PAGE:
The passage of King County Charter Amendment 1 is part of a nationwide success story in these midterms. There’s a growing movement in this country favoring even-year elections that had a clean sweep in 2022, with a total of thirteen even-year election measures identified by Ballotpedia all winning approval. Plus, voters in Portland, Oregon said yes to a proposal to overhaul city government and aligning city elections in even years.
Take a look:
These results couldn’t be clearer. The people have spoken, and they want even-year elections for local government positions.
From San Francisco to Boulder to St. Petersburg to King County, the result was the same: Approved, Approved, Approved, Approved!
Our team knows there are county auditors, elected officials, and activists out there who are skeptical about switching to even-year elections.
We’ve heard their concerns at public hearings, in candidate forums, and in policy meetings, and we have ideas for addressing many of them.
We urge those who have expressed opposition to even-year elections to recognize that this is something voters want. To all those who think like Reagan Dunn does, we ask: Can you figure out how to get to “yes” instead of just saying “no”?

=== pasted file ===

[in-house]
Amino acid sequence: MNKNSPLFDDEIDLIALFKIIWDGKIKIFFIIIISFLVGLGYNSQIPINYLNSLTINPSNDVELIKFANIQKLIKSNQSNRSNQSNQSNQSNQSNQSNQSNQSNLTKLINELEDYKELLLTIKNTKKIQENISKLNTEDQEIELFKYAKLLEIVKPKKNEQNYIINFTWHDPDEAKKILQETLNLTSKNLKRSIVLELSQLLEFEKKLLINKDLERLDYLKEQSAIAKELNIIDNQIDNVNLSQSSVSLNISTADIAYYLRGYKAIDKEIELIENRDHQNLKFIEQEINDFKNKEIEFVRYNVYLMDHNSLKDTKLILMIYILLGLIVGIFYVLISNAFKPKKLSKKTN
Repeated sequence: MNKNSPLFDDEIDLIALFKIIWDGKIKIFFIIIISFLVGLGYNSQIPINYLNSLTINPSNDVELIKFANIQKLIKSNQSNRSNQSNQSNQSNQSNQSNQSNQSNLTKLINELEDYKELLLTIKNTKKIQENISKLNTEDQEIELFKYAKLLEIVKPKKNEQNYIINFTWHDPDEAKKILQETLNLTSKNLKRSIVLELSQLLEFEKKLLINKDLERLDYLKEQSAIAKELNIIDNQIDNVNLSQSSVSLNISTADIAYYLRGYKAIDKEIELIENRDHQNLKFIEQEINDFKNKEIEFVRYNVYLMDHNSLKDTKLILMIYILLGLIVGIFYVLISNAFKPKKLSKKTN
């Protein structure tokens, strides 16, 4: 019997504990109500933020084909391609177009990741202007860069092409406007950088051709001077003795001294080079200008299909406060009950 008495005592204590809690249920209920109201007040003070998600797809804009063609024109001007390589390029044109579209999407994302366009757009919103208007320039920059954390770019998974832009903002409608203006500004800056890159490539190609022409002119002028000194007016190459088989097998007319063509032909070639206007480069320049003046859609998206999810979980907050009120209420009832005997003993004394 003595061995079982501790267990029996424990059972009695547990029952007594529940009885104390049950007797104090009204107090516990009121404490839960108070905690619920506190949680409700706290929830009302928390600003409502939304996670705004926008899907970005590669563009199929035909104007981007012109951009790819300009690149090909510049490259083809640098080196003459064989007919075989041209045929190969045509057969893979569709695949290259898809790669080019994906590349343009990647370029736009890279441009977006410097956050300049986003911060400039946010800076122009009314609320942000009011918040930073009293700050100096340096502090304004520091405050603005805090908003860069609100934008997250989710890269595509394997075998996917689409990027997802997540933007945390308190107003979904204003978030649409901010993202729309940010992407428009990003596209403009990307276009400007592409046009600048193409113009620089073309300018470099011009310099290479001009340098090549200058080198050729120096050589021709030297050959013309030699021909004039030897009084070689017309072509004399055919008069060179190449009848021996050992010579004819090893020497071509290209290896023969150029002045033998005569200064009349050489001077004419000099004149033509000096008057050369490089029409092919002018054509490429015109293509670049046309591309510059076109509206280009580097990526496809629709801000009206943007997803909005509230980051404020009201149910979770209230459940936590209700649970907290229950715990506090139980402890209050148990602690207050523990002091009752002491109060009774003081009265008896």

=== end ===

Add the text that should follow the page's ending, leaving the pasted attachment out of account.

A majority of the electorate has been consistently sending a message by not participating every year: We don’t like this system. Please simplify our elections!
Participation is important to the health of a democracy. We don’t have compulsory voting here in the United States, and unless we want to follow Australia’s example and implement that policy, we need to figure out how to make voting as simple and meaningful as possible. That means addressing election fatigue.